When it comes to the issues facing the modern world—climate change, international terrorism, a global refugee crises—large success stories are hard to come by. Nation states are embroiled in infighting and bureaucracy, and international organizations can’t find consensus on anything. Who’s left to dig us out of this quagmire?
Hopefully, mayors. At least that’s the idea behind the Global Parliament of Mayors, a rather loftily named conference taking place in The Hague this weekend. Some 70 city representatives—the mayors of Athens, Bangkok, Cape Town, Warsaw, and Kuala Lumpur among them—are putting their heads together on issues like global warming, refugee habilitation, and democratic governance.
The Global Parliament, in its first year, is the brainchild of Benjamin Barber, a social scientist at Fordham University and author of the book If Mayors Ruled the World: Dysfunctional Nations, Rising Cities. As Barber sees it, globalization is shrinking the power of state governments. National rulers are getting stuck in gridlock at home and zero-sum games abroad. Cities are the only places getting anything done.
“The US government closed twice in the last two years,” says Barber, a native New Yorker with a rapid-fire way of speaking. “You can’t close New York or Chicago or any other city in the world.
“Look at the UN. When did the UN last stop a war? It’s a total failure, and it’s a total failure because it’s based on states, and states are sovereign.”
Barber is brimming with ideas about how cities could do more good together than independently. They might join forces on otherwise prohibitively expensive procurement projects, like buying trash-to-green-energy incinerators, or on coordinating security and anti-terrorism efforts. He even suggests that, had Moscow’s police communicated with Boston’s police about the Tsarnaev brothers instead of warning the FBI, the 2013 Boston marathon bombings might have been avoided.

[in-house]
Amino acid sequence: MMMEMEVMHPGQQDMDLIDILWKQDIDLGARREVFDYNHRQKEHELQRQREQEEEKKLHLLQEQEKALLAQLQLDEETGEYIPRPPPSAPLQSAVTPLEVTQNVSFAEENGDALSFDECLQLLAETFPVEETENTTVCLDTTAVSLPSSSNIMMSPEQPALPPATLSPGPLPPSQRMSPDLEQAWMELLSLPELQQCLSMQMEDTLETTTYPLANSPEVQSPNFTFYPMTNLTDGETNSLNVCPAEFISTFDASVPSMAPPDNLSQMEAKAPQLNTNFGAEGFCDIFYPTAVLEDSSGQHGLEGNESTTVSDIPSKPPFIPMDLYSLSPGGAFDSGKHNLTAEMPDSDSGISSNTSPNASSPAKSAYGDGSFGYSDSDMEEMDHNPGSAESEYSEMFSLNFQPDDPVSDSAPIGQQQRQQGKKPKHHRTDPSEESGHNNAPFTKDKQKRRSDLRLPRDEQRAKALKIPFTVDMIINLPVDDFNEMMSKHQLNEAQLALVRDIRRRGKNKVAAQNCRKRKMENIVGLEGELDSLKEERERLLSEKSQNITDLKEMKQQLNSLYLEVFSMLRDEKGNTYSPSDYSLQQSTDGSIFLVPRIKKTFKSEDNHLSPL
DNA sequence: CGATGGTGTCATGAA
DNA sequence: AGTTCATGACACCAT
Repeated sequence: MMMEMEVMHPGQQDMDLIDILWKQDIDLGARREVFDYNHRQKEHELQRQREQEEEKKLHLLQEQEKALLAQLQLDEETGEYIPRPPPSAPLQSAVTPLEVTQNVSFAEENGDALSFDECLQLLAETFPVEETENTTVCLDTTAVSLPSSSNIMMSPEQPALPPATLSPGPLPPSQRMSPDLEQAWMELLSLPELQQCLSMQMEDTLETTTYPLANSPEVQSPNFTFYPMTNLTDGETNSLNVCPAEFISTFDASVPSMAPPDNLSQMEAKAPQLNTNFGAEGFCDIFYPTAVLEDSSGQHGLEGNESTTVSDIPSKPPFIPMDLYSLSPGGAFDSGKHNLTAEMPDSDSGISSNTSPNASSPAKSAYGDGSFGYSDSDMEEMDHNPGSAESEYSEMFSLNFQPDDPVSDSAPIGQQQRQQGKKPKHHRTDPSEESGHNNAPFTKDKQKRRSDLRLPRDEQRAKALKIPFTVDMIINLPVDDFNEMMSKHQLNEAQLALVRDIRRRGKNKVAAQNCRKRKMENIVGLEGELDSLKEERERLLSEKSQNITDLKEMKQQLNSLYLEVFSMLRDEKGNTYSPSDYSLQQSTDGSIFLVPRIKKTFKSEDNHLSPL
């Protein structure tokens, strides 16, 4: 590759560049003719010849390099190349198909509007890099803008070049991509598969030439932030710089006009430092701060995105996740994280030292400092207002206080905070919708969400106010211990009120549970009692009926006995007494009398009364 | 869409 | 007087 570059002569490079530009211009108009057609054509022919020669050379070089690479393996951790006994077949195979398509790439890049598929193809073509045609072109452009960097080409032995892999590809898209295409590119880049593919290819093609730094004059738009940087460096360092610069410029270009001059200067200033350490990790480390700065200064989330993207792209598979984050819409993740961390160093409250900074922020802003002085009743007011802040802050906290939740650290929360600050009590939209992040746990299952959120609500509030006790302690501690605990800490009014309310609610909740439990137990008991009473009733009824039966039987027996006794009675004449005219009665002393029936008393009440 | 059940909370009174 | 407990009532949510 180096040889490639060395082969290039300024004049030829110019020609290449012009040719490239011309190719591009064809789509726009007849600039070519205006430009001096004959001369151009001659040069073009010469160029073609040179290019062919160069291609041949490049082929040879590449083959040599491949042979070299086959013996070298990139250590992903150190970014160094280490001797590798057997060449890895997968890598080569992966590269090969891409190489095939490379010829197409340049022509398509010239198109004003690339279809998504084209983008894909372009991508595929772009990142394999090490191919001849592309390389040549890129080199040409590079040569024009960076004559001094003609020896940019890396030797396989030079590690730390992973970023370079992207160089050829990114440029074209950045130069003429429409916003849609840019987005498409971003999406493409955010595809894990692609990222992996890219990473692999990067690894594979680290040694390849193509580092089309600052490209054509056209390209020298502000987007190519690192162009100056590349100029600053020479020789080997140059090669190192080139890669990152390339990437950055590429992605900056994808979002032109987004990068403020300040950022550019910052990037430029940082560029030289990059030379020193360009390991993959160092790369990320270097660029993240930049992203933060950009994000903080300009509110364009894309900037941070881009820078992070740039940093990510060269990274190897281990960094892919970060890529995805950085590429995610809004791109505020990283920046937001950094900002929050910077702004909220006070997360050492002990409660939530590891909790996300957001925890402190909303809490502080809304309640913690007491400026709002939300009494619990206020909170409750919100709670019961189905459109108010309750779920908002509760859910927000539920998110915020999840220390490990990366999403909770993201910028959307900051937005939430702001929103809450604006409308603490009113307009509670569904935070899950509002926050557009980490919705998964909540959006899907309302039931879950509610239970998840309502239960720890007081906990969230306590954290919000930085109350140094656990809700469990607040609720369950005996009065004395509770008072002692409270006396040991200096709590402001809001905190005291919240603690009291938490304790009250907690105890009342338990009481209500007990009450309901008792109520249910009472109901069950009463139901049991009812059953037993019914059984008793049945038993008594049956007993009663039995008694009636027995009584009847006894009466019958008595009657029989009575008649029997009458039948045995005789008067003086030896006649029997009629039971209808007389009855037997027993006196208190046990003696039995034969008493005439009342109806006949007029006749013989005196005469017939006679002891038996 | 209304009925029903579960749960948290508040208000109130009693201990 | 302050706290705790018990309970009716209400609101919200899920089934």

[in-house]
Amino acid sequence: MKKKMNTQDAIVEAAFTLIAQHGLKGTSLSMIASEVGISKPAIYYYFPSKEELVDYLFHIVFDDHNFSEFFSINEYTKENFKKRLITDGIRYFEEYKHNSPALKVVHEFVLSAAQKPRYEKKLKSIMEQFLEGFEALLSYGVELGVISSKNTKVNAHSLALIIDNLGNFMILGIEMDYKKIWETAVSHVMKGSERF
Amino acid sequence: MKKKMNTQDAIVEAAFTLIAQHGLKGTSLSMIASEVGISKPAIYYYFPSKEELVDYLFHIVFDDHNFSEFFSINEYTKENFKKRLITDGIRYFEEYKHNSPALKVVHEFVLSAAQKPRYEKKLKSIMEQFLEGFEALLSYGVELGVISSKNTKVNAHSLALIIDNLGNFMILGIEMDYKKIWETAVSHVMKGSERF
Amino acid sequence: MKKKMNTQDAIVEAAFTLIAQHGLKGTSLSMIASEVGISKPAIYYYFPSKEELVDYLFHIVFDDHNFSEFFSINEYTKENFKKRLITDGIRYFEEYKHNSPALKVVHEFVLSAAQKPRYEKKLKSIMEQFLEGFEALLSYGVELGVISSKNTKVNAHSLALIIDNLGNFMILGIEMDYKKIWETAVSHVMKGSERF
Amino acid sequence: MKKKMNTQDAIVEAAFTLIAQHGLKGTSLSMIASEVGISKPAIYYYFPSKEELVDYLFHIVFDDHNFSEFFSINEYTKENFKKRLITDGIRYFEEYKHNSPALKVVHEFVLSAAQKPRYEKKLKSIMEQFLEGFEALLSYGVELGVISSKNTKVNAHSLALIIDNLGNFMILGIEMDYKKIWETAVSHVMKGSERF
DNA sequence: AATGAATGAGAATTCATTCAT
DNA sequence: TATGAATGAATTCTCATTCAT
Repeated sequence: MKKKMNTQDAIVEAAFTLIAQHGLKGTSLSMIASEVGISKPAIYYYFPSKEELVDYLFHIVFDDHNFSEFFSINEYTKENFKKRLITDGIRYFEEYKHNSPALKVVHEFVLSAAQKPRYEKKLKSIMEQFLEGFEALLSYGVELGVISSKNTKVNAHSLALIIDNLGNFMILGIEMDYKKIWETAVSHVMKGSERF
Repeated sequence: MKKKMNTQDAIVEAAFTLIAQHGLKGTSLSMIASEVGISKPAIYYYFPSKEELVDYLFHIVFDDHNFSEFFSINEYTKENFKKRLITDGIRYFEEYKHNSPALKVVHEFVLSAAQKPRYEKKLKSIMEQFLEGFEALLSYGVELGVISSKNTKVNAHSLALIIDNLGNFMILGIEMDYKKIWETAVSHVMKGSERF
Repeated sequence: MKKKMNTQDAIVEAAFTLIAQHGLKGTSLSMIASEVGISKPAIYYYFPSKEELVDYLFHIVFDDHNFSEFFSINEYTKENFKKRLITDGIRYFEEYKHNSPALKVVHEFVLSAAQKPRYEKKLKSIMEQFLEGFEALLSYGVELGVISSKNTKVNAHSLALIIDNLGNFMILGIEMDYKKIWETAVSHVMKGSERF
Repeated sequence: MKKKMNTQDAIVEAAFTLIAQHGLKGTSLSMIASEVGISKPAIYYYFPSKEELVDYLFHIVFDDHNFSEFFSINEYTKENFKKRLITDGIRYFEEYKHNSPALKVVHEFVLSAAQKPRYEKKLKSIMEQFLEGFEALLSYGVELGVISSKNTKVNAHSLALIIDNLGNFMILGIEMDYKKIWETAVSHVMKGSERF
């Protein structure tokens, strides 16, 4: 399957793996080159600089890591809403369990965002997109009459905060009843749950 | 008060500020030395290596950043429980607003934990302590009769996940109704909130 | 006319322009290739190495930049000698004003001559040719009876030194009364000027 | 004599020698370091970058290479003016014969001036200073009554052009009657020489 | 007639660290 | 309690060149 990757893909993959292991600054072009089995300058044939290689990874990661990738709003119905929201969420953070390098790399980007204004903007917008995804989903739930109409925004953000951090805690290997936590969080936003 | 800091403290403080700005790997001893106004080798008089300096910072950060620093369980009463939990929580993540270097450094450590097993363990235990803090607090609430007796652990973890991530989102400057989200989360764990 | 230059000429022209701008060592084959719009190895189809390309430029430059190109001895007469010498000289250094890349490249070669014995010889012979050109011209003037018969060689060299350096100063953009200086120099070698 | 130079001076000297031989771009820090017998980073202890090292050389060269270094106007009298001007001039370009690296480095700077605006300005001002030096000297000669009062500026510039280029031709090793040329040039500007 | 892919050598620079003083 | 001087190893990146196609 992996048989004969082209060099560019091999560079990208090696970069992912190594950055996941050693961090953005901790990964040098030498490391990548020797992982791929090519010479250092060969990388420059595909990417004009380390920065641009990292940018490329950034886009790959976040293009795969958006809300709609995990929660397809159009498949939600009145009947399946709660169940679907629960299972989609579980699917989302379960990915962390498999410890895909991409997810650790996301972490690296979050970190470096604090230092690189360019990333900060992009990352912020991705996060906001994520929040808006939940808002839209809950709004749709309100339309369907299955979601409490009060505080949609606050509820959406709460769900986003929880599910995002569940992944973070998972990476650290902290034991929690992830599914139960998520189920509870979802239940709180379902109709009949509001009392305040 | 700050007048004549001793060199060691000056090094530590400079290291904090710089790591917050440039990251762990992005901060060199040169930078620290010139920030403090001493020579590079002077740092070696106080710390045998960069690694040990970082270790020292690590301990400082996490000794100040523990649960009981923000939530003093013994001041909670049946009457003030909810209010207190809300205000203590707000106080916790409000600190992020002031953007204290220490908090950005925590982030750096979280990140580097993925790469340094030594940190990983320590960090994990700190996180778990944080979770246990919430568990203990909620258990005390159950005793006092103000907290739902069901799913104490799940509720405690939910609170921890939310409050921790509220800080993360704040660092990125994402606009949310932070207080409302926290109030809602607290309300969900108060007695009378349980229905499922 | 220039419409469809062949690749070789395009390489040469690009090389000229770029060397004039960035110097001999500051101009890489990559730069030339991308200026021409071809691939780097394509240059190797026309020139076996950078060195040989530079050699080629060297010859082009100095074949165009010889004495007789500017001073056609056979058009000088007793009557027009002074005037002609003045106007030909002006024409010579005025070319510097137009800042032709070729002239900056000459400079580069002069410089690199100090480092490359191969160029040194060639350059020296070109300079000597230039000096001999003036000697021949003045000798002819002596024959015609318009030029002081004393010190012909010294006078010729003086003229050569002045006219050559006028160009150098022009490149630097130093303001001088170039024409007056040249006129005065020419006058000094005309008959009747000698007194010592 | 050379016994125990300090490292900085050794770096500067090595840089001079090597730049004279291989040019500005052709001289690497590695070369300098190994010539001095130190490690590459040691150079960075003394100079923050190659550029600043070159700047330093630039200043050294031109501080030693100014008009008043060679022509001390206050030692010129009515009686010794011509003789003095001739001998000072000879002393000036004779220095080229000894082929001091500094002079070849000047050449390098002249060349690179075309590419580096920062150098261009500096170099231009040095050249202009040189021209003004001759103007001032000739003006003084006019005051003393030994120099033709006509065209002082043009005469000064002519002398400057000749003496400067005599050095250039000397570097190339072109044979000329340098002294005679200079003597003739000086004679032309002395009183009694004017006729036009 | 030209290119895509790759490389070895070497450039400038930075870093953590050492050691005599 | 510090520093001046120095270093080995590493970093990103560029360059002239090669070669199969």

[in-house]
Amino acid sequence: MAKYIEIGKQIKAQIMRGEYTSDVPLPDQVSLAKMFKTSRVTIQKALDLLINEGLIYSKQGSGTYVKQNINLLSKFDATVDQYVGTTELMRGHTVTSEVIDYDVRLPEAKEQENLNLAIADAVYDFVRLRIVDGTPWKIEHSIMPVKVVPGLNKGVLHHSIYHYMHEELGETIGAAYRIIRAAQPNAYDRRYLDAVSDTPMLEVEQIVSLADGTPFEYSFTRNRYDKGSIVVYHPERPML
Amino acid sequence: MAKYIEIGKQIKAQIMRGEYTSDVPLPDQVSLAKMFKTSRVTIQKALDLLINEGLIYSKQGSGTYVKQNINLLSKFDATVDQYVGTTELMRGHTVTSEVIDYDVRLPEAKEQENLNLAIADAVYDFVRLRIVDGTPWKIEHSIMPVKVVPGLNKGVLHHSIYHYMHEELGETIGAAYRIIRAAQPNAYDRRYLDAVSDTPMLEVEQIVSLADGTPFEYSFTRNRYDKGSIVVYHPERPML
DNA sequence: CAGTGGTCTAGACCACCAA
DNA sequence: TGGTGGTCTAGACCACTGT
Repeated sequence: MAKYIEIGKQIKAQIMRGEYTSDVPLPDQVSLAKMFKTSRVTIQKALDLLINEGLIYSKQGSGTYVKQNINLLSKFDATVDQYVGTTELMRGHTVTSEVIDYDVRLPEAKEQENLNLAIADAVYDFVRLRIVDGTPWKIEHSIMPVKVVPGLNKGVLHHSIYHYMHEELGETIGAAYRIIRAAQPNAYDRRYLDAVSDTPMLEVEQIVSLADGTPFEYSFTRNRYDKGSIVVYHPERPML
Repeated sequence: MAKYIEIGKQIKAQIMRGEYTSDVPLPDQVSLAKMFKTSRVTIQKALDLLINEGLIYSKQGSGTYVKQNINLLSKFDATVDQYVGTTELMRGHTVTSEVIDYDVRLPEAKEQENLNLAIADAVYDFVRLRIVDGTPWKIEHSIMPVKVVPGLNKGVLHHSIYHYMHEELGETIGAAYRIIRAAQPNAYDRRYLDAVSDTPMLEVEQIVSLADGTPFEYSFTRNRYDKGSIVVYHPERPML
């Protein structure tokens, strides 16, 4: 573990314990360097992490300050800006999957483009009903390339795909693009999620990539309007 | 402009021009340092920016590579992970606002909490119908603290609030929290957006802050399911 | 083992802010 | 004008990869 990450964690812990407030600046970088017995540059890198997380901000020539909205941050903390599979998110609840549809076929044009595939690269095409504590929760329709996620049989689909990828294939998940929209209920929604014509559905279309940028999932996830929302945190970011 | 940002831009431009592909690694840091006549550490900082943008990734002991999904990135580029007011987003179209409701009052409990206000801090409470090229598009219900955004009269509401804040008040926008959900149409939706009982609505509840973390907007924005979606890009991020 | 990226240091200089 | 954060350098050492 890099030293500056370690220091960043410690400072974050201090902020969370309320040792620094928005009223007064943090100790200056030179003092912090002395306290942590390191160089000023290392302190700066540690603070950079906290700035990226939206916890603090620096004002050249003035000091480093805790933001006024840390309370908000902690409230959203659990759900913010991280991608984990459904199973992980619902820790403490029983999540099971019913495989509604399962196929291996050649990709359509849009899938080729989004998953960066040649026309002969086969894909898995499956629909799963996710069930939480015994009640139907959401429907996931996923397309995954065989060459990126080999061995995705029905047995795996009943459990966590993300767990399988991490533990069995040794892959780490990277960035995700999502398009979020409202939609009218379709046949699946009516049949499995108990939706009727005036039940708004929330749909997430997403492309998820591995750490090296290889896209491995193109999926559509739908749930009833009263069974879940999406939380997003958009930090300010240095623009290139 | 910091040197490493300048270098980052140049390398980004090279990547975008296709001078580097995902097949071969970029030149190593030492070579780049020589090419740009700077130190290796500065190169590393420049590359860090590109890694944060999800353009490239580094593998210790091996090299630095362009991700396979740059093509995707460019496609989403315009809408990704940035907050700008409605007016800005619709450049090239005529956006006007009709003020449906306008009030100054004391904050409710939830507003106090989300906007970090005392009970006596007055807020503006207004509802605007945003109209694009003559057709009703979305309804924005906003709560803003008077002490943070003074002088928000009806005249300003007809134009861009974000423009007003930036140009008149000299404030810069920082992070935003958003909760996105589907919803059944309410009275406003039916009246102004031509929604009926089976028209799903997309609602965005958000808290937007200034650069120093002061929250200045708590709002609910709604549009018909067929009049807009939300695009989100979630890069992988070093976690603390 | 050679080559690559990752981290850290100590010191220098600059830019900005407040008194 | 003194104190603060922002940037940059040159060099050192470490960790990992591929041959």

Mayors are, of course, often consumed with prosaic local issues like street-cleaning and traffic, but Barber’s belief in cities’ ability to innovate isn’t unfounded. In bestselling book has also argued, alongside the mayors of Paris and Rio de Janeiro, that empowering cities is crucial in the fight against climate change.
“Global warming manifests itself most in cities,” says Barber. “Refugees–they don’t migrate to the farms, they go to cities. Terrorism–nobody attacks a cowshed, they attack cities!”
The Global Parliament hasn’t won over everyone—notably absent are mayors from Beijing, Mumbai, London, Moscow, Paris, and New York. (Representatives for City Hall in New York said officials are tied up with 9/11 commemorations this weekend.) Nor are all experts sold on cities’ ability to prioritize collaboration over individual goals.
“I’m concerned about the collective-action side of trying to get 100 cities to agree on anything,” says David Swindell, director of Arizona State University’s Center for Urban Innovation. “To suggest that cities are going to voluntarily disarm from [a global system of] competition….As much as I want to believe in that, I just don’t think that that’s a realistic vision.”
Swindell suggests first targeting “small, not-very-sexy” local government issues to build trust between cities, rather than trying to save the world from the word ‘go.’
Reinier de Graaf, a partner at world-renowned Dutch architecture firm OMA, says the beauty of urban governance is its freedom to solve problems on a small scale. He wrote that giving city leaders global responsibility could “quickly undo that success”:
“Cities mostly address symptoms, not root causes…No matter how many electric vehicles we will have driving in our cities, their effect on CO2 emission reduction will remain negligible as long as that electricity will be generated by fossil-fueled energy plants outside the borders of our cities.”
Participants at the Global Parliament will have to balance the enthusiasm of urban evangelists with realities that have long held them back. Can cities really free themselves from the short-term electoral thinking that stymies action on a grander scale? Can they set aside individual interests to work together and exert their enormous potential influence on the free market? Will national governments give up enough funds and sovereignty to let urban centers get on with the job?
For now, Barber’s focus is on creating a platform for cities’ leaders to get together and work things out like adults.
“We have cities from Israel and Palestine coming,” he says. “Right now the government of Israel is not fit to talk to anybody. But the mayor of Haifa and the mayor of Hebron talk to one another—they have to cooperate.”